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  1. - Top - End - #271
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    Default Re: In Defense of the Champion

    Quote Originally Posted by Oscredwin View Post
    I think the reasoning behind the Champion is that when the party comes up against an obstacle there are two (types of) things you can do to deal with it (combat is an obstacle in this sense):

    1) Use a special ability (such as a spell) to get a defined effect against the obstacles. I'm pretty sure the design goal here was that no single ability would be able to overcome a serious obstacle on its own.

    2) Describe an action and have the DM give a DC and modifiers (proficient and/or (dis)advantage), roll a d20 and see if you succeed.

    The Champion is all about having good numbers on the physical challenges in type 2, without having to wrangle anything from type 1 (which some players don't want as part of their character).
    all fighters are good at that. it has very very little to do with having a +3 (at level 17+) due to getting half proficiency, and a lot more to do with the fact that the typical fighter will have high physical attributes and proficiency in physical skills regardless of whether you're talking about a champion or not. they only have a bonus in performing physical acts that they didn't care enough to invest in in the first place, and initiative. now, initiative is nice, don't get me wrong, but it's hardly what defines adaptability.

  2. - Top - End - #272
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    Default Re: In Defense of the Champion

    Quote Originally Posted by SharkForce View Post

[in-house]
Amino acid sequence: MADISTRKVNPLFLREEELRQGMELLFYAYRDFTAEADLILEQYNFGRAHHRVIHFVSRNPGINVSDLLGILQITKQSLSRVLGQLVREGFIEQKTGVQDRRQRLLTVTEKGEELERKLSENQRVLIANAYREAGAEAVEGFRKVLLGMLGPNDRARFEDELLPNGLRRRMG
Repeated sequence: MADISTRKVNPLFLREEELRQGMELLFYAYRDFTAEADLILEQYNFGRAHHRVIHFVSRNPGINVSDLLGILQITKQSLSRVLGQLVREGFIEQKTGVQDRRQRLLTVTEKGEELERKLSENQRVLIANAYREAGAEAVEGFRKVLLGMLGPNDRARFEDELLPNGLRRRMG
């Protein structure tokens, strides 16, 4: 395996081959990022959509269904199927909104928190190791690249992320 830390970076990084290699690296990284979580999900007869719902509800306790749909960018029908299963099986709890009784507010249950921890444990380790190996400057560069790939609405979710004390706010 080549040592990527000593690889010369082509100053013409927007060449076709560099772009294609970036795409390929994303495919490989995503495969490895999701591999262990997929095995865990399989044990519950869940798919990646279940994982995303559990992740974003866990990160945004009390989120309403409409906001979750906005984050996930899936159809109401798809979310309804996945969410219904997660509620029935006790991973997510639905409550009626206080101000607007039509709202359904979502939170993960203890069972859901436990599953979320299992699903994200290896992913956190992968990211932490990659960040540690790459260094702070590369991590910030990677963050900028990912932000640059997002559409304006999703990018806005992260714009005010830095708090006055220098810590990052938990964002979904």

the wizard can adapt with what it has. even with no spells left, the wizard can still adapt and be sub-par using cantrips, just like a champion that is fighting without a weapon can do.
    Clarification: Without spells includes cantrips. A wizard without any spells is what I was describing. That means no cantrips.

    Quote Originally Posted by SharkForce View Post
    it is insane to claim that class A being able to use abilities in multiple ways is "adaptability" but in another class it is "versatility" when they are doing the SAME THING. I AM NOT TALKING ABOUT RESTING FOR 8 HOURS AND CHOOSING NEW SPELLS. I am talking about taking the list that you have prepared that morning, and working with it. if that's not "adapting" then neither is it adapting when the champion uses the list of abilities available to it.
    Not that its remotely important anymore, but again, you missed what I said. Noone is denying that Spells are versatile. Our contention is the WIZARD is not adaptable on a moment to moment basis short of using a "versatile" spell.

    My example is simple. Take away a fighters weapon. What does he do? He finds another one, or makes a makeshift one and continues doing what he does. This includes but is not limited to chairs, shields, sticks, the gnome, a helmet, etc. This is adapting to the situation.

    Take away a Wizard's spells (including cantrips) and what can he do? Precious little short of the Aid action or running away. This is lack of adaptability to the situation.

    At no point did I mention rest periods, 8 hours, or anything relating to time. If you want to be upset with me, I'm ok with that. But at least be upset with me for something I actually said.
    Last edited by Fwiffo86; 2015-02-18 at 06:11 PM.
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  3. - Top - End - #273
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    Default Re: In Defense of the Champion

    Quote Originally Posted by Fwiffo86 View Post
    Clarification: Without spells includes cantrips. A wizard without any spells is what I was describing. That means no cantrips.



    Not that its remotely important anymore, but again, you missed what I said. Noone is denying that Spells are versatile. Our contention is the WIZARD is not adaptable on a moment to moment basis short of using a "versatile" spell.